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CDC Announces Pregnant Women May Be in More Danger From COVID-19

The news is supported by a study as well.
woman cover her face wearing facial medical blue mask

Early on in the coronavirus pandemic, it became clear that certain people were more at risk for severe COVID-19 infection—as well as death—than others. In the last six months, in addition to "older adults" many groups of people have been added to the CDC's somewhat extensive list of "underlying medical conditions" who are at an increased risk of COVID. And, according to a study published by the CDC on Thursday—pregnant women fall into this category. 

According to the New York Times, "pregnant women infected with the coronavirus are more likely to be hospitalized, admitted to an intensive care unit and put on a ventilator than are infected women who are not pregnant."

More Than 31% of Pregnant Women Hospitalized

The report analyzed data from 8,207 pregnant women between ages 15 to 44, who were compared to 83,205 women in the same age bracket who were not pregnant, sampled from January 22 to June 7. It concluded that over 31 percent of the pregnant women were hospitalized, compared with about 6 percent of women who were not pregnant. 

Additionally. pregnant women were more likely to be admitted to the I.C.U. (1.5 percent versus 0.9 percent) and to require mechanical ventilation (0.5 percent versus 0.3 percent).

This new information is contradictory to what has been maintained by the governmental health organization since the beginning of the pandemic—that the virus does not seem to "affect pregnant people differently than others."

There May Be a Major Flaw

The NYT does point out that the study may have a major flaw: it isn't clear whether the pregnant women in the study were hospitalized as a result of labor or delivery. As a result, the numbers could be inflated, so the true impact of risk of hospitalization might not reflect accordingly. 

Dr. Neel Shah, an assistant professor of obstetrics and gynecology at Harvard University, tells the outlet that admissions for childbirth represent 25 percent of all hospitalizations in the United States, counting mother and baby. And, even during early pregnancy, doctors are overly cautious when treating pregnant women.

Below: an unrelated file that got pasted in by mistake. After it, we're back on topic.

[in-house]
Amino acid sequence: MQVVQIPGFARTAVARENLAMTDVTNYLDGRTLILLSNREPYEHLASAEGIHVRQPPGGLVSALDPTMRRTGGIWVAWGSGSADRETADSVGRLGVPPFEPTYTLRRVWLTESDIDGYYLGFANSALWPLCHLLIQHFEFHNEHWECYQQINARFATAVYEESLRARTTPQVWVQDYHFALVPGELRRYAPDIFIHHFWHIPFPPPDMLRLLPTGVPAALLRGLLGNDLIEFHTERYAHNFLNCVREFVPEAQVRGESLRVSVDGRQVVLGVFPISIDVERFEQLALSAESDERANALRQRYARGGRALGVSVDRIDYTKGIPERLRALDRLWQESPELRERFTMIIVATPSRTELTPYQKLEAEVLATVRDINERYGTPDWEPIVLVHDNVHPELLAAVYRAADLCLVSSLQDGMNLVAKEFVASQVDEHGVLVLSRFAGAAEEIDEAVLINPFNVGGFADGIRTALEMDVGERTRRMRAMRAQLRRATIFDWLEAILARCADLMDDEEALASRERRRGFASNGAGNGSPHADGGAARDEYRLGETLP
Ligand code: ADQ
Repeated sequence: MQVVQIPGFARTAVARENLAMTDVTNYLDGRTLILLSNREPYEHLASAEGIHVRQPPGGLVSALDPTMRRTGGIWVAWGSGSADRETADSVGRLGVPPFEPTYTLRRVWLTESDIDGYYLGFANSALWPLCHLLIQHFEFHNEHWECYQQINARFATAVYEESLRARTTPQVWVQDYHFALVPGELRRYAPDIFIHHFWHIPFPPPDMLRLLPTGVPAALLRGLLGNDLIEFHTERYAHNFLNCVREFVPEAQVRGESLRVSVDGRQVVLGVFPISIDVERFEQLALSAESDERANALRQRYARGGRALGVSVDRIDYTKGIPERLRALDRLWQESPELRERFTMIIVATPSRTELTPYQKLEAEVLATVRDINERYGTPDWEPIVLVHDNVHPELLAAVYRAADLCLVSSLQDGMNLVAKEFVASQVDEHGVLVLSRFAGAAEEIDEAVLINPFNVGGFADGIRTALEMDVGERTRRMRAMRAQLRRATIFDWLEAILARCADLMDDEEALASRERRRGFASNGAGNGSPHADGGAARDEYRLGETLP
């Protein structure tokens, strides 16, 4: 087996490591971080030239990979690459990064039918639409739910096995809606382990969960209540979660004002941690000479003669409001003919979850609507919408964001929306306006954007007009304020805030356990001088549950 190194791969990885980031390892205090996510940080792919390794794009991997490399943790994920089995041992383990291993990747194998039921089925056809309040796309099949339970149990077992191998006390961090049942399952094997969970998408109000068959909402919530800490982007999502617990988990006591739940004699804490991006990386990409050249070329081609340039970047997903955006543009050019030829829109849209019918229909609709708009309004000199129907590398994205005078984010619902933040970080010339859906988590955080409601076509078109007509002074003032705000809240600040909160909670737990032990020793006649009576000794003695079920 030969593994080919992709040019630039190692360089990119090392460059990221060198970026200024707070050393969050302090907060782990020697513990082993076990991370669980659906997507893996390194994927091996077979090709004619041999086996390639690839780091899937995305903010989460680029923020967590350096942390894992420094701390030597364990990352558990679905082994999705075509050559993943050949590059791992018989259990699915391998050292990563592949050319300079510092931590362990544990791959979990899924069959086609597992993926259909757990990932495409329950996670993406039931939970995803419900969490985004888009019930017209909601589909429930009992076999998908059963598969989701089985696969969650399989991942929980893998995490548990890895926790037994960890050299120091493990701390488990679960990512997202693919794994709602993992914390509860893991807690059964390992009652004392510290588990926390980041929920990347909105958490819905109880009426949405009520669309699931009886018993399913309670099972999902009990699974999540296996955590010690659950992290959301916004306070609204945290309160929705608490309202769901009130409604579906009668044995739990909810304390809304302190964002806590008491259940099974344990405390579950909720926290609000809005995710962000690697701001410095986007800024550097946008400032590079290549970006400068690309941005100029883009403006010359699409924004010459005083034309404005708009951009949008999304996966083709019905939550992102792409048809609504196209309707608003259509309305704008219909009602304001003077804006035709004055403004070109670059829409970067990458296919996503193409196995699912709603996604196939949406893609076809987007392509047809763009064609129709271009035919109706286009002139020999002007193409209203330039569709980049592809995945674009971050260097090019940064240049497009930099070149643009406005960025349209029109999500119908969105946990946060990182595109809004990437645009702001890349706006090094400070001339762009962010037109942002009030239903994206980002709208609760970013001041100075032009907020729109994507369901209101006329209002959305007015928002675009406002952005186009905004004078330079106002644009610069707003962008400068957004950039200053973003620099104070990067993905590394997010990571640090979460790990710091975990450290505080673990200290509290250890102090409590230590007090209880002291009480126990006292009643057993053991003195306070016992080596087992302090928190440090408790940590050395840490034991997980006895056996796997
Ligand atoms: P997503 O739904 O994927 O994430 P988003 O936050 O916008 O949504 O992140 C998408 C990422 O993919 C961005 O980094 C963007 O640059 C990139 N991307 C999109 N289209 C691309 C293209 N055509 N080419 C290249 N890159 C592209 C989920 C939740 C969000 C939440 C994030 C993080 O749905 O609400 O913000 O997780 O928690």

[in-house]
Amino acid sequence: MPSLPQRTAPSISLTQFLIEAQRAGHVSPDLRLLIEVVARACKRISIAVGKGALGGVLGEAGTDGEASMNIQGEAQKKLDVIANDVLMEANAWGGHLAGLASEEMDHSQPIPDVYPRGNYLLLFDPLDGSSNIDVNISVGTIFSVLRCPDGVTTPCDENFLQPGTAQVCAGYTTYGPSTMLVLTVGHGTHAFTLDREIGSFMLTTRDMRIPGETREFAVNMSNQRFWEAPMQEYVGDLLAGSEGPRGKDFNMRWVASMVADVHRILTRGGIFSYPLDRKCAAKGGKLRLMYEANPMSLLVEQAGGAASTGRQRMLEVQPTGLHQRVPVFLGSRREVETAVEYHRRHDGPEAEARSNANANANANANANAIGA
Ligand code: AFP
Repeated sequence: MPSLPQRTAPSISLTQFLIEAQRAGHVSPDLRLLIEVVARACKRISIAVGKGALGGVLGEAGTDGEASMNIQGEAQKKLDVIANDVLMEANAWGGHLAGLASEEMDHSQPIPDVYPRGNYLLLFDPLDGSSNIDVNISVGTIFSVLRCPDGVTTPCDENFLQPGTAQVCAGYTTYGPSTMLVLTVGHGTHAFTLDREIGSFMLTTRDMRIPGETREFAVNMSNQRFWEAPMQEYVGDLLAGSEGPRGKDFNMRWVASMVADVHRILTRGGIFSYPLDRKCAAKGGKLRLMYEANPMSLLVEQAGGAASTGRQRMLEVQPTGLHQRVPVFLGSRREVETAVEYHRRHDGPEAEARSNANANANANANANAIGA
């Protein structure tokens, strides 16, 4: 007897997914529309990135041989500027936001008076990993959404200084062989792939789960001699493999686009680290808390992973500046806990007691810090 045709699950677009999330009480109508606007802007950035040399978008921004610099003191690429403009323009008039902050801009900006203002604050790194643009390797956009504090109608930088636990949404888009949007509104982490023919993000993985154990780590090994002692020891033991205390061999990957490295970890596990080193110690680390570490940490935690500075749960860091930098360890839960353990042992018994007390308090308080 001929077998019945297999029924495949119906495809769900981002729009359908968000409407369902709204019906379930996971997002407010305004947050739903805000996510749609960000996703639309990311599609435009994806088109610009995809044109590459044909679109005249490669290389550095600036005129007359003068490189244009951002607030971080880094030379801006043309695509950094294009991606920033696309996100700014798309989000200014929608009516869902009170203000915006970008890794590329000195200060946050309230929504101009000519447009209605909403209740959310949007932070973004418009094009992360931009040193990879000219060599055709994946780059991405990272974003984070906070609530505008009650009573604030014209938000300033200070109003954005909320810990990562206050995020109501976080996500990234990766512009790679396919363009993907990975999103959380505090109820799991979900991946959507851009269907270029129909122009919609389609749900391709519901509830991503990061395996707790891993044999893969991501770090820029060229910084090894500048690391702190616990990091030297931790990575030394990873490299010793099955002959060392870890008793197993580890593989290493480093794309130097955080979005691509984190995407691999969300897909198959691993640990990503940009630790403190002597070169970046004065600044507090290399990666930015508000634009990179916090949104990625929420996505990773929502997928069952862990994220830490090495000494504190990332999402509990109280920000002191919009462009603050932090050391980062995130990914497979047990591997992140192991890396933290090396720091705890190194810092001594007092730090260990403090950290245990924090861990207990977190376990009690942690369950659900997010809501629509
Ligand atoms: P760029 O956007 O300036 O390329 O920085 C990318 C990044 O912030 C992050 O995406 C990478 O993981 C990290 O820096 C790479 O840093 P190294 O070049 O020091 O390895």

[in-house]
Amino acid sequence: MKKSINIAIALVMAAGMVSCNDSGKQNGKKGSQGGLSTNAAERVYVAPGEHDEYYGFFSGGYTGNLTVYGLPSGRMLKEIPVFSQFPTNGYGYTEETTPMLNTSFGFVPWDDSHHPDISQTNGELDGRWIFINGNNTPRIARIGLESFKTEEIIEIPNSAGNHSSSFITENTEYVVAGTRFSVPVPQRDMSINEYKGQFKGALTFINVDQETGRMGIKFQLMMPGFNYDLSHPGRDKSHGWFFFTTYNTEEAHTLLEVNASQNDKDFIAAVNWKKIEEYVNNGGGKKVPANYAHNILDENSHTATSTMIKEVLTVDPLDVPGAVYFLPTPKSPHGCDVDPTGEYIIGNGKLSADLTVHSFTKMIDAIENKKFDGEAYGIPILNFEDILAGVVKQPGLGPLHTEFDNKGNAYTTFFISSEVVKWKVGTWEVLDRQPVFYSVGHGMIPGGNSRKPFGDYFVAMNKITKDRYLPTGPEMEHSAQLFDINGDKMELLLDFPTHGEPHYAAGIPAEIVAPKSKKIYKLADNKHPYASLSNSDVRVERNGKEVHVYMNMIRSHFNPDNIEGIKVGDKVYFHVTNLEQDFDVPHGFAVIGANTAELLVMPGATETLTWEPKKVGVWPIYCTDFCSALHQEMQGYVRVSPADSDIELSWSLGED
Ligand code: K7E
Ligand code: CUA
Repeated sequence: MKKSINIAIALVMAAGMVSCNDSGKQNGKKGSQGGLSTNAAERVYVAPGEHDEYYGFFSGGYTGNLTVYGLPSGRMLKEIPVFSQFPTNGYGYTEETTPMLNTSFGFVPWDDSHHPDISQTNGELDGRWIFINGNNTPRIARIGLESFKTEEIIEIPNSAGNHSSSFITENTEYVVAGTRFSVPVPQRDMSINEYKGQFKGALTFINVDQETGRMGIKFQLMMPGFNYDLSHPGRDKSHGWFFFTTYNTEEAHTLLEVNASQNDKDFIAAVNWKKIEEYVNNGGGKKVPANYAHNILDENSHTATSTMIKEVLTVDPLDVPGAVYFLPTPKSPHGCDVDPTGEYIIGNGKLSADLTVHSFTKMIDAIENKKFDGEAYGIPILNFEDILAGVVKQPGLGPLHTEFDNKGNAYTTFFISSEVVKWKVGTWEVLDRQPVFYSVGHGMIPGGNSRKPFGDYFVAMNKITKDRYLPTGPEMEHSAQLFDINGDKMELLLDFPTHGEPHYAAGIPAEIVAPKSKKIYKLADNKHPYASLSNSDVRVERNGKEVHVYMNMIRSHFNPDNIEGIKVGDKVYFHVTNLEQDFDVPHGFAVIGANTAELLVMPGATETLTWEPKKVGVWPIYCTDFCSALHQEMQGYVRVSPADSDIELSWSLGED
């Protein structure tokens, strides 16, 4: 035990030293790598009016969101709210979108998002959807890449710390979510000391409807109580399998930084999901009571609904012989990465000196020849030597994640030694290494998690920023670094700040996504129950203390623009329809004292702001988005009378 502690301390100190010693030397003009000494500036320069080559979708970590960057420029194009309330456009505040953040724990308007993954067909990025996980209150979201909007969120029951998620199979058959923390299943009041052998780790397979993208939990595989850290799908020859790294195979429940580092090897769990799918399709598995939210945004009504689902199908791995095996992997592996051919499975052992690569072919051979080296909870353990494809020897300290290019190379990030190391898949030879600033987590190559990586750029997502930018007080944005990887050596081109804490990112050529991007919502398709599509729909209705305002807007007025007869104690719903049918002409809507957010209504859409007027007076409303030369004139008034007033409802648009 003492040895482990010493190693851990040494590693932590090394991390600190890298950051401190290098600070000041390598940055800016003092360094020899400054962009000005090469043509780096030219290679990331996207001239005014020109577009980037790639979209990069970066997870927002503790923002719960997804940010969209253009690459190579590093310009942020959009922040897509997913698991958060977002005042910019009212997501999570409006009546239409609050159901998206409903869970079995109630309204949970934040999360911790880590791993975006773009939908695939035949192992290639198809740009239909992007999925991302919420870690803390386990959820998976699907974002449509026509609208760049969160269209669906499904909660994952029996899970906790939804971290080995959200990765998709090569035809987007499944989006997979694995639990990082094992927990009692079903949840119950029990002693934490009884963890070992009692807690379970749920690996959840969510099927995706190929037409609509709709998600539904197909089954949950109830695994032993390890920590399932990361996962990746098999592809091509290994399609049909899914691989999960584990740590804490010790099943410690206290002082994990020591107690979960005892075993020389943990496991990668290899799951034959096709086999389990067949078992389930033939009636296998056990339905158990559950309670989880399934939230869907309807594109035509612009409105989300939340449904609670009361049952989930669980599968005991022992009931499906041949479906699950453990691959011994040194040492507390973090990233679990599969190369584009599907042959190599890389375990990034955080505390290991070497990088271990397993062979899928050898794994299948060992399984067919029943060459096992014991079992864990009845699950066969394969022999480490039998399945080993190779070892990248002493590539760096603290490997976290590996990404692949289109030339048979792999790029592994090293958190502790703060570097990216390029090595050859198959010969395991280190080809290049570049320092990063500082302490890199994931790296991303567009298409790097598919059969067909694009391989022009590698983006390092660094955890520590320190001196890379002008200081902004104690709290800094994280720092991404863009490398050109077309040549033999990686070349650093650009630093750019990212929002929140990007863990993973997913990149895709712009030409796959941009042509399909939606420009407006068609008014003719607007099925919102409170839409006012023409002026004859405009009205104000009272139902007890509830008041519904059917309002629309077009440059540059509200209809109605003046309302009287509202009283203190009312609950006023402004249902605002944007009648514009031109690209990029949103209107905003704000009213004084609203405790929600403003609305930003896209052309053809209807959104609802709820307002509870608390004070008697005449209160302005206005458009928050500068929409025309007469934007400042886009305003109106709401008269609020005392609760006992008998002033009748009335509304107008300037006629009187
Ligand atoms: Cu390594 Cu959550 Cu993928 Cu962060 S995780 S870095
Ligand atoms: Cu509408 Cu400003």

"There's quite clearly a different threshold for hospitalizing pregnant people and nonpregnant people," he said. "The question is whether it also reflects something about their illness, and that's something we don't really know," explained Dr. Shah. 

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The CDC's study isn't the only research supporting that pregnant women might face more of a coronavirus risk. An alternate analysis by Covid-Net determined that of women hospitalized with the coronavirus, "the risk of I.C.U. and mechanical ventilation was lower among pregnant compared to nonpregnant women."

On Thursday the CDC updated their recommendations. "Based on what we know at this time, pregnant people might be at an increased risk for severe illness from COVID-19 compared to non-pregnant people. Additionally, there may be an increased risk of adverse pregnancy outcomes, such as preterm birth, among pregnant people with COVID-19," they wrote. 

They also offer the following cautionary "actions to take." 

  • Do not skip your prenatal care appointments.
  • Make sure that you have at least a 30-day supply of your medicines.
  • Talk to your healthcare provider about how to stay healthy and take care of yourself during the COVID-19 pandemic.
  • If you don't have a healthcare provider, contact your nearest community health center or health department.
  • Call your healthcare provider if you have any questions related to your health.
  • Seek care immediately if you have a medical emergency.
  • You may feel increased stress during this pandemic. Fear and anxiety can be overwhelming and cause strong emotions. Learn about stress and coping.

To get through this pandemic at your healthiest, don't miss these Things You Should Never Do During the Coronavirus Pandemic.

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